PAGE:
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School district forms new industrial engineering courses

Representatives from SMART Alabama, Dongwon, Crenshaw Chamber and Crenshaw County Schools discuss the formation of a new industrial engineering track for high school students during Thursday's meeting.

Representatives from SMART Alabama, Dongwon, Crenshaw Chamber and Crenshaw County Schools discuss the formation of a new industrial engineering track for high school students during Thursday’s meeting. JOURNAL PHOTO | MONA MOORE

Thanks to a new industrial engineering track in the works, students in Crenshaw County Schools will have the knowledge and skills to work in the automotive parts industry.

Still in the planning stages, the program is being designed with local companies in mind.

Crenshaw County Schools and the Crenshaw County Chamber of Commerce met with representatives from SMART Alabama and Dongwon Autopart Technology Alabama Thursday.

“This isn’t just designed for kids who are not going to college. This is for all students. It could be a stepping stone for trade school or anyone planning to go to a university,” said Robyn Snellgrove, of the Crenshaw County Chamber.

Richard Jordan, safety assistant manager at Dongwon, said he would like for students to be familiar with the types of jobs available at his company and the tasks those positions would entail.

“The problem we find is they have no clue what’s inside that building,” he said.

English said few people were aware of what was in Dongwon and SMART.

“I didn’t know,” he said. “I had no idea what was in that building. But, I’ll tell you, we are blessed to have you all in this county. I mean, it’s unbelievable.”

English’s recent tours of the companies inspired Thursday’s meeting and the proposed technical track he will introduce this fall.

“Two weeks ago, we didn’t even know we were moving in this direction,” English said.

He saw the potential of working closely with representatives from the industry and said the sky was the limit. English wants students who complete the course to earn certification in the industry. Once completed, they would have a seal that indicated the bevy of knowledge learned.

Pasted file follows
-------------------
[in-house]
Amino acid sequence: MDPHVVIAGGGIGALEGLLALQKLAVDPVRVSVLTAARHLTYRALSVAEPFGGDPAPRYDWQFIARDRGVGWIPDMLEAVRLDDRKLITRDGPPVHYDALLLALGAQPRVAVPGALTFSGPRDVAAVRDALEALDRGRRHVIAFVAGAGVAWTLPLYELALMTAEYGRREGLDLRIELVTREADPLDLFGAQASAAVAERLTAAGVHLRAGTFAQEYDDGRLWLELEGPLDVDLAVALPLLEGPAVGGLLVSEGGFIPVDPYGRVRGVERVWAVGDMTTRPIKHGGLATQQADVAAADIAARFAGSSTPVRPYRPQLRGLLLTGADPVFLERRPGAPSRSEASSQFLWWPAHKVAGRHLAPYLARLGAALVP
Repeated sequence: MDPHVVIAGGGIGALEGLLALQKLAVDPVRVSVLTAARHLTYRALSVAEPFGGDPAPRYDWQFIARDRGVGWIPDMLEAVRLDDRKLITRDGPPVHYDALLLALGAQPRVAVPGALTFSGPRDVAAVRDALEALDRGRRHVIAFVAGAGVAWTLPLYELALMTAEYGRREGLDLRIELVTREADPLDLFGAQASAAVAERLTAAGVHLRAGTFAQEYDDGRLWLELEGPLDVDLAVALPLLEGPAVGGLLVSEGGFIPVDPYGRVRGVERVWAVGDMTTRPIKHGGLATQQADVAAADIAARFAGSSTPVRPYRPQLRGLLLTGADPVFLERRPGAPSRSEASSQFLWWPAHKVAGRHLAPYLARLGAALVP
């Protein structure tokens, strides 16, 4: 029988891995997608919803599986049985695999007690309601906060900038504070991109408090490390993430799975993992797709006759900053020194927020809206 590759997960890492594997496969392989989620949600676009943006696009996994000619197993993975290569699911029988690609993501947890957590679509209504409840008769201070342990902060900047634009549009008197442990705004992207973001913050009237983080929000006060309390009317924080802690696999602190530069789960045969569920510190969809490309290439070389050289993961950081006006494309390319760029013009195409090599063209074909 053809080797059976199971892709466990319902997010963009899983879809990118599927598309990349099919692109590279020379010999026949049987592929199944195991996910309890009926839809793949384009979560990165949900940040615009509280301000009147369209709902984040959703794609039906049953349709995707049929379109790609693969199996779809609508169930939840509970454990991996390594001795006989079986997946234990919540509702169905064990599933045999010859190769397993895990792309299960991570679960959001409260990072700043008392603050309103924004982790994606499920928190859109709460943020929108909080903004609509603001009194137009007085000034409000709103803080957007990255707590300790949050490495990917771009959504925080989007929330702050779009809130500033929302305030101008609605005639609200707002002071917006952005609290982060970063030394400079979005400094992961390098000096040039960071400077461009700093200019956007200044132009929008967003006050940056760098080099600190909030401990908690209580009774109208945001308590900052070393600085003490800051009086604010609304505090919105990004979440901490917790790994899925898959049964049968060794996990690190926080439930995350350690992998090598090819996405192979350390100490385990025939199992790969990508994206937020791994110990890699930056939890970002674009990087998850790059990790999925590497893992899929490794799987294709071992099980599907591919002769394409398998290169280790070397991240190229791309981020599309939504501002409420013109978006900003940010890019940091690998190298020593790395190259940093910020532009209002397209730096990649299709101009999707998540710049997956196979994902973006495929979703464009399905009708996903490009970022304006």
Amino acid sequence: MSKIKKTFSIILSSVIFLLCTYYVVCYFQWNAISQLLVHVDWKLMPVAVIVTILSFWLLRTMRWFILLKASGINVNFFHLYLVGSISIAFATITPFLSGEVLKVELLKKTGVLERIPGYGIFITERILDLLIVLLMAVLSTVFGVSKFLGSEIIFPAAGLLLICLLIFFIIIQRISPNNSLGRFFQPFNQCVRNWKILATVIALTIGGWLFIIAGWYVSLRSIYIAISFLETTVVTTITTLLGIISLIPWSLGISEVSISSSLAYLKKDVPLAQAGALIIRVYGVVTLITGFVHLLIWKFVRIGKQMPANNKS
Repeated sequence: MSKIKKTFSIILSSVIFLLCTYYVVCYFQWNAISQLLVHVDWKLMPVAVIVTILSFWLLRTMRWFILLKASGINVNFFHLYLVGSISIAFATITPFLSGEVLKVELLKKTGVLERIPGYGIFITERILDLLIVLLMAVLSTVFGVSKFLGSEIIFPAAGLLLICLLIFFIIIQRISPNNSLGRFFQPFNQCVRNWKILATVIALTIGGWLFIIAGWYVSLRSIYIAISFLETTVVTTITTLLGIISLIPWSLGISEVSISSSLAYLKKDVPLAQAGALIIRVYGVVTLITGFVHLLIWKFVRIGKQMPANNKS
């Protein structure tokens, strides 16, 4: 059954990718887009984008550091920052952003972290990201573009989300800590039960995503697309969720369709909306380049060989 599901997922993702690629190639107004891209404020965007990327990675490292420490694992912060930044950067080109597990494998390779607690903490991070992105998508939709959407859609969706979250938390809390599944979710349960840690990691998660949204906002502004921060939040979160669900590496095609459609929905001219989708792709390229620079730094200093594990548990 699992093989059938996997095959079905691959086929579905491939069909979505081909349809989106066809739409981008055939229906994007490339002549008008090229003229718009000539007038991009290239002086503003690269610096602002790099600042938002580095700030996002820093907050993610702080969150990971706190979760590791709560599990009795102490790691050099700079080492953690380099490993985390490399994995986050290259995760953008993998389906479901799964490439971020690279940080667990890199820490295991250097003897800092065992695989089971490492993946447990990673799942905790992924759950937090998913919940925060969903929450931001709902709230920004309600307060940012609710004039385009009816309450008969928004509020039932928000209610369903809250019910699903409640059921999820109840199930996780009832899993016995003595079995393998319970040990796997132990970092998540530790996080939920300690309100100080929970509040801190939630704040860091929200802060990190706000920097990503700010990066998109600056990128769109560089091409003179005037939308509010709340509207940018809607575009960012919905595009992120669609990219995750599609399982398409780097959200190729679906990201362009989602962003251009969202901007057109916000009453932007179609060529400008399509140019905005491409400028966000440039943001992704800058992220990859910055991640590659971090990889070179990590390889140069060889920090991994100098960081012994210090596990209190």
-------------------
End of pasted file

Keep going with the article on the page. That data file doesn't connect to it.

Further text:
English suggested integrating tours of the plants into each semester of the industrial engineering track.

Human resource representatives asked that the courses emphasize soft skills.

“With most of the jobs in our facility, you can train to do them. We just need them to know how to get along with your neighbor,” said Grace Kim, a human resource specialist at Dongwon.

Debra Dunlap, also in human resources at Dongwon, recommended including cultural diversity in the program.

Gary Sport, SMART general manager, agreed. He could see the industrial engineering track consisting of two to four semesters.

“The first semester would teach soft skills they need, how to get noticed, how to get past that initial process. The second would be the knowledge needed inside the job,” Sport said.

Thursday’s meeting was to help the school district plan the curriculum and get a better idea of the knowledge students would need.

“That is where we are totally blind,” English said. “We need your help. We have standards when it comes to industrial engineering, but how does that apply to y’all?”

The next step will be to hire an instructor for the new program. English said the position might be filled as early as Aug. 3.